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Recreation: Crashed Ice Tour is like stormtroopers on ice skates
Ice Cross » Salt Lake native still competes in speedskating, but with jumps, obstacles.
First Published Feb 19 2014 09:26 am • Last Updated Feb 19 2014 10:00 pm

If Tigh Isaac had stayed on his previous life course, he might be in Sochi, Russia, right now with a medal hanging around his neck.

But a change in plans will have him in Saint Paul, Minn., instead. The Salt Lake City native will, however, still be skating as fast as he can in a much less formal, and less flat, environment and in front of a much larger live crowd.

At a glance

About Red Bull Crashed Ice Tour

If you have had enough Olympic ice dancing and figure skating to last a lifetime, you might want to check out the Ice Cross Downhill Championships. The sport involves four skaters blazing down narrow ice alleys at 40 mph with jumps, sharp turns and obstacles thrown in just for fun. The lone event in the United States, Thursday through Saturday in St. Paul, Minn., will be aired Monday on Fox Sports 1.

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Isaac, who once trained as a speedskater at the Olympic Oval in Kearns, will be representing his country at the three-day Red Bull Crashed Ice event starting Thursday.

Picture a Utah slot canyon with a sheet of ice and four skaters decked out like stormtroopers from "Star Wars," banging and crashing their way at 40 mph over bumps, around corners, and into walls. All this in front of a 100,000 people as the Ice Cross Downhill World Championship tour hosts its second international event.

"It is everything I have ever done in my life combined into one," said Isaac, who played hockey at East High School and shreds Utah’s snow-shrouded Wasatch Mountains at every opportunity. "Being comfortable on hockey skates definitely helps, but it takes a different kind of athlete to do this."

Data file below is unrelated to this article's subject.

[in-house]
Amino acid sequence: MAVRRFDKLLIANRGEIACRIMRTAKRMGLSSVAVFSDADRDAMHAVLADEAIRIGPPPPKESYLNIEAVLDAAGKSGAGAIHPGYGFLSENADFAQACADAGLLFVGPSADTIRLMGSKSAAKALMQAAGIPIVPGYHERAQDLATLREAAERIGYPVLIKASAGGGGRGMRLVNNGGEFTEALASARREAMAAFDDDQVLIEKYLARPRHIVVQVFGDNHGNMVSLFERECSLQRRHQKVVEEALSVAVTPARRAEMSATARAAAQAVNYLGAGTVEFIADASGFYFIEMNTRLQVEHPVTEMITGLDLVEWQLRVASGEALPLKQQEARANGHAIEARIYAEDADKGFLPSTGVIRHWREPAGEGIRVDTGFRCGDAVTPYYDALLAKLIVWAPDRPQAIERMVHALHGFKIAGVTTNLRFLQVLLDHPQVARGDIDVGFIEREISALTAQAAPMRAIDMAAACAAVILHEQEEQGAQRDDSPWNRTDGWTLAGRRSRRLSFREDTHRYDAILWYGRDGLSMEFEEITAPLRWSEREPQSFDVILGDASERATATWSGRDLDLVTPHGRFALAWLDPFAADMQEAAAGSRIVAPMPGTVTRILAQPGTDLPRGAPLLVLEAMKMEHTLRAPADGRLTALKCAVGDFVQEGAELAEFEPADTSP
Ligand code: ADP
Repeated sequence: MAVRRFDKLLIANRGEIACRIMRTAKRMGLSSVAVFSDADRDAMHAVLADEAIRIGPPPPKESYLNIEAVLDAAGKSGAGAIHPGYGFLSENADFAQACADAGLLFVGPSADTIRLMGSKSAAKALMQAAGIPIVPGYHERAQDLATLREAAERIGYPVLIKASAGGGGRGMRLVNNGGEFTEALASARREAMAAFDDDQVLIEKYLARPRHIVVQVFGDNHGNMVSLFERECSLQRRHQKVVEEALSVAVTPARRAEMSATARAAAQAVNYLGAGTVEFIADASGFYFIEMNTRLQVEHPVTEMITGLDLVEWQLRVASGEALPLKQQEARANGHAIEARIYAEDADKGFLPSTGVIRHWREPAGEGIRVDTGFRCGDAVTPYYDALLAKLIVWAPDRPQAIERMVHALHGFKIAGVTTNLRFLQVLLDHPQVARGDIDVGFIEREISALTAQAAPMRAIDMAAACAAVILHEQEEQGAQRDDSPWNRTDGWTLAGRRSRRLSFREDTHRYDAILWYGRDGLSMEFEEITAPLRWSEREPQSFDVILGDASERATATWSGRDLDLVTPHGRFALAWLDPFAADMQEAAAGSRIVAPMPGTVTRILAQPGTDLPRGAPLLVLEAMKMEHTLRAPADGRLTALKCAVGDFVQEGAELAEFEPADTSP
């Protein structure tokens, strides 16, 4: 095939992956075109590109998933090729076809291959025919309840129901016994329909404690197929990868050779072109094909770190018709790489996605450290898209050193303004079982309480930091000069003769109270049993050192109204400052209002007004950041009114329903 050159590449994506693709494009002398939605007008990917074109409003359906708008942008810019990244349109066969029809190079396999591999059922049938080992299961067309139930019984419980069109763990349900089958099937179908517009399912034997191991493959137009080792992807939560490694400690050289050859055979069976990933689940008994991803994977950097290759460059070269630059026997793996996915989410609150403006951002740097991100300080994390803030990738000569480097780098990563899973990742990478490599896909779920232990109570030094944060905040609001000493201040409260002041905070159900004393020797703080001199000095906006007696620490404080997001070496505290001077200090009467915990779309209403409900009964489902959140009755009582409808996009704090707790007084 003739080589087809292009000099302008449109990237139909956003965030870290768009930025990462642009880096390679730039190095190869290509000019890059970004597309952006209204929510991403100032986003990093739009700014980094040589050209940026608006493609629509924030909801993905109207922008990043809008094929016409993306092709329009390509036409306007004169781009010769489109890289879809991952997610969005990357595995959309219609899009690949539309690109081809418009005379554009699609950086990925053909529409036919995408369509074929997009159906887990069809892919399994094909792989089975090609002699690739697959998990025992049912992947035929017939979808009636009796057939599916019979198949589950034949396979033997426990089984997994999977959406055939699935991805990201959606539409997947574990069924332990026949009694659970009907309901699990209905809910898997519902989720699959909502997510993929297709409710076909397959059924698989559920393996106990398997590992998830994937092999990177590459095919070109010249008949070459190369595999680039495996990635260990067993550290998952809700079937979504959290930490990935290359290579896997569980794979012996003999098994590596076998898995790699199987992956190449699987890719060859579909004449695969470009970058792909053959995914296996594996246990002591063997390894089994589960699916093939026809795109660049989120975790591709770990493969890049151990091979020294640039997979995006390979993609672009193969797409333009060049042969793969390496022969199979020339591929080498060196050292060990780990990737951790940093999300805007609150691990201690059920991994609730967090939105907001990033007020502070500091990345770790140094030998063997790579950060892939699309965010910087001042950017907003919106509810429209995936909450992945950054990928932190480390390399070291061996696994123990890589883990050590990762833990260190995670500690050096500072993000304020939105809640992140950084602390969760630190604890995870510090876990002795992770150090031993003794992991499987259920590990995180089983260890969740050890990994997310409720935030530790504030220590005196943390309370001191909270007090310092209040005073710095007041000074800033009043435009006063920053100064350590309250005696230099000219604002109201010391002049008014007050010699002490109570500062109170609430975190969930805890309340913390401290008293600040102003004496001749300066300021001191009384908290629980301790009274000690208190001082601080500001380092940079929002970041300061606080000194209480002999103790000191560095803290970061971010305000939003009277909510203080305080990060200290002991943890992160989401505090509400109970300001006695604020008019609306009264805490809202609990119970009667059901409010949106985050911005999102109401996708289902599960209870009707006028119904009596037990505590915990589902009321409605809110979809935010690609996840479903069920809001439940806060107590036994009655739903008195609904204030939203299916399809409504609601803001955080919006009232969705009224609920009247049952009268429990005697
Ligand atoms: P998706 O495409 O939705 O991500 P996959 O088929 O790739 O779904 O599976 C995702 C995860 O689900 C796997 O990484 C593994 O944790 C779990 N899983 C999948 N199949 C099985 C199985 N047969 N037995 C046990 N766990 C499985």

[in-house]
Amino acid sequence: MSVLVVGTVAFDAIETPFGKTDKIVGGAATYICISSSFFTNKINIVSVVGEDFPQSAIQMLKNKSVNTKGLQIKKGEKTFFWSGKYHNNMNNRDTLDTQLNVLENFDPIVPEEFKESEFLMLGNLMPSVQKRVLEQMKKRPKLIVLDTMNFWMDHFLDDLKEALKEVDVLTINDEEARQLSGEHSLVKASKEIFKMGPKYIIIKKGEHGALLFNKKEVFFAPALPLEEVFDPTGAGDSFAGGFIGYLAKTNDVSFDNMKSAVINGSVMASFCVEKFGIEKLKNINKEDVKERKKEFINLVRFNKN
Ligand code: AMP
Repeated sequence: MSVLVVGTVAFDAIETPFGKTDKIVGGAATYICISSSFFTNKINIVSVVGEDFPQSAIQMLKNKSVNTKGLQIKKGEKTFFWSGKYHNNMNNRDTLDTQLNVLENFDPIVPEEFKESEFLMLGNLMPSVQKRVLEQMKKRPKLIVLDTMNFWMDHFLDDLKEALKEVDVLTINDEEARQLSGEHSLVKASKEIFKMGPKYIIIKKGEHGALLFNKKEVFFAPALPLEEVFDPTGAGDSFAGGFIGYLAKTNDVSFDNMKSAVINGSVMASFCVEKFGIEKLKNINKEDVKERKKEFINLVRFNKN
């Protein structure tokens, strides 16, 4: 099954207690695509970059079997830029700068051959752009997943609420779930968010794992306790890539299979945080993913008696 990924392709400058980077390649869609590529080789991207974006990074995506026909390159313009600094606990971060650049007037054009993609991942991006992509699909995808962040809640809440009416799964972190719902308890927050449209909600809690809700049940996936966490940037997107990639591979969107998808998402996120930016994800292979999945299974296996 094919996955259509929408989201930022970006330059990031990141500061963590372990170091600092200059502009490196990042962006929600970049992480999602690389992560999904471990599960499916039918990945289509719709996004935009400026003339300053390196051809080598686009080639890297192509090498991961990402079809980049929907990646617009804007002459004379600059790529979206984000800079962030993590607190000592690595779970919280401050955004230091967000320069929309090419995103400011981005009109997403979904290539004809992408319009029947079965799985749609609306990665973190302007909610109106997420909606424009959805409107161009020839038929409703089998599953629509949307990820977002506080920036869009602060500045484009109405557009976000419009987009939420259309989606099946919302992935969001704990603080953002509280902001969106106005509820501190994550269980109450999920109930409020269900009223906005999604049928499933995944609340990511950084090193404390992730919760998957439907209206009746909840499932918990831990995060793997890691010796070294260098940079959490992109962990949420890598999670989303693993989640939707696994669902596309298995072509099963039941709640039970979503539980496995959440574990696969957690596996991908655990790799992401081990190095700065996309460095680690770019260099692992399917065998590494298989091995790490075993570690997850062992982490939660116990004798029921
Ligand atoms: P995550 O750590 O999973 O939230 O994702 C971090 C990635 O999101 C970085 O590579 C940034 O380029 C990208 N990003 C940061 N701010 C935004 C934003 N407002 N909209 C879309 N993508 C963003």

Isaac said his background as a motocross rider helps with a strategy for passing and positioning during the chaos.

The sport is not as rough and tumble as it might appear.

"It’s not like you are there to take everybody else out," Isaac said. "Incidental contact happens, but you can get disqualified for flagrantly taking someone out. It’s about making the right moves to get to the finish line first."

Isaac believes he and younger brother Austin are the only Ice Cross athletes in the West. That gives the Isaacs few options for practicing on the tight confines of the ice alleys.

Thankfully, the Isaac boys have understanding parents with a big backyard.

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"Short of Finland, which has a couple of permanent tracks, there really is nowhere to consistently practice," Isaac said. "I was brainstorming on how I could practice. I was doing stuff on Rollerblades at skate parks. Last January when we were in the negative [temperatures] for three weeks I decided to build a track."

Isaac has been around the world competing in the Red Bull Crashed Ice tour with stops in Finland, the Netherlands, Russia and Canada.

His three years in the sport have not always been smooth skating.

Isaac was in the Netherlands for an event, but his gear didn’t arrive when he did, and he was forced to ask his peers for help.

"I walked around the tent asking people if I could borrow stuff for qualifying," Isaac said. "The skates didn’t fit right and I crashed into a corner."

Isaac was blind in his left eye for four hours, cracked his pelvis and cracked four ribs. He stayed in Europe hoping to heal in time for the next race, but the threat of a collapsed lung forced him from the tour.

But Isaac, who is part of the national Red Bull Crashed Ice team, had accumulated enough points that he held his spot on the roster.

Isaac said he is looking forward to the Minnesota event, held in front of the Cathedral of Saint Paul, with an expected crowd of 100,000, because he has turned in his best performances on U.S. ice.

"It is a little unexplainable. They keep you in a tent until the race. You can hear all the people and then you walk out onto the ramp and there is this endless wave of people," he said. "It is absolutely insane."


Twitter: @BrettPrettyman

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